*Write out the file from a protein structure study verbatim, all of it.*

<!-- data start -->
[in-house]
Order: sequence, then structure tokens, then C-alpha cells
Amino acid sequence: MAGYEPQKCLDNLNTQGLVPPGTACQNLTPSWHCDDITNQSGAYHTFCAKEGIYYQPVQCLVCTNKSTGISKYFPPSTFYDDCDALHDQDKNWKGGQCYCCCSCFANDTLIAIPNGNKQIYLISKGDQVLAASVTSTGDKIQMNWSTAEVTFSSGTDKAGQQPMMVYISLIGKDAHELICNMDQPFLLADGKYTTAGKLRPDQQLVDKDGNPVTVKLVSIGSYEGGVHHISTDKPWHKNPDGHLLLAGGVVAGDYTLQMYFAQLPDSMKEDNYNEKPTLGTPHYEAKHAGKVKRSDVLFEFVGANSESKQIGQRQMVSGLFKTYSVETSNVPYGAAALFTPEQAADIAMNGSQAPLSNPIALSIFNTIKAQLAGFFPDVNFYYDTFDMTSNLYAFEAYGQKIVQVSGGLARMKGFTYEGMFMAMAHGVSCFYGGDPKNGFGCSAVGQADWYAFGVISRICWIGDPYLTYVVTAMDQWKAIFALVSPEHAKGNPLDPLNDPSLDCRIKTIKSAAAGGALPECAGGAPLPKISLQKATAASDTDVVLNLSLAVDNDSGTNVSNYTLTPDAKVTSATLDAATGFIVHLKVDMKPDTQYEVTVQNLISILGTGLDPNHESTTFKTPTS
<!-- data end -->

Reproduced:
[in-house]
Order: sequence, then structure tokens, then C-alpha cells
Amino acid sequence: MAGYEPQKCLDNLNTQGLVPPGTACQNLTPSWHCDDITNQSGAYHTFCAKEGIYYQPVQCLVCTNKSTGISKYFPPSTFYDDCDALHDQDKNWKGGQCYCCCSCFANDTLIAIPNGNKQIYLISKGDQVLAASVTSTGDKIQMNWSTAEVTFSSGTDKAGQQPMMVYISLIGKDAHELICNMDQPFLLADGKYTTAGKLRPDQQLVDKDGNPVTVKLVSIGSYEGGVHHISTDKPWHKNPDGHLLLAGGVVAGDYTLQMYFAQLPDSMKEDNYNEKPTLGTPHYEAKHAGKVKRSDVLFEFVGANSESKQIGQRQMVSGLFKTYSVETSNVPYGAAALFTPEQAADIAMNGSQAPLSNPIALSIFNTIKAQLAGFFPDVNFYYDTFDMTSNLYAFEAYGQKIVQVSGGLARMKGFTYEGMFMAMAHGVSCFYGGDPKNGFGCSAVGQADWYAFGVISRICWIGDPYLTYVVTAMDQWKAIFALVSPEHAKGNPLDPLNDPSLDCRIKTIKSAAAGGALPECAGGAPLPKISLQKATAASDTDVVLNLSLAVDNDSGTNVSNYTLTPDAKVTSATLDAATGFIVHLKVDMKPDTQYEVTVQNLISILGTGLDPNHESTTFKTPTS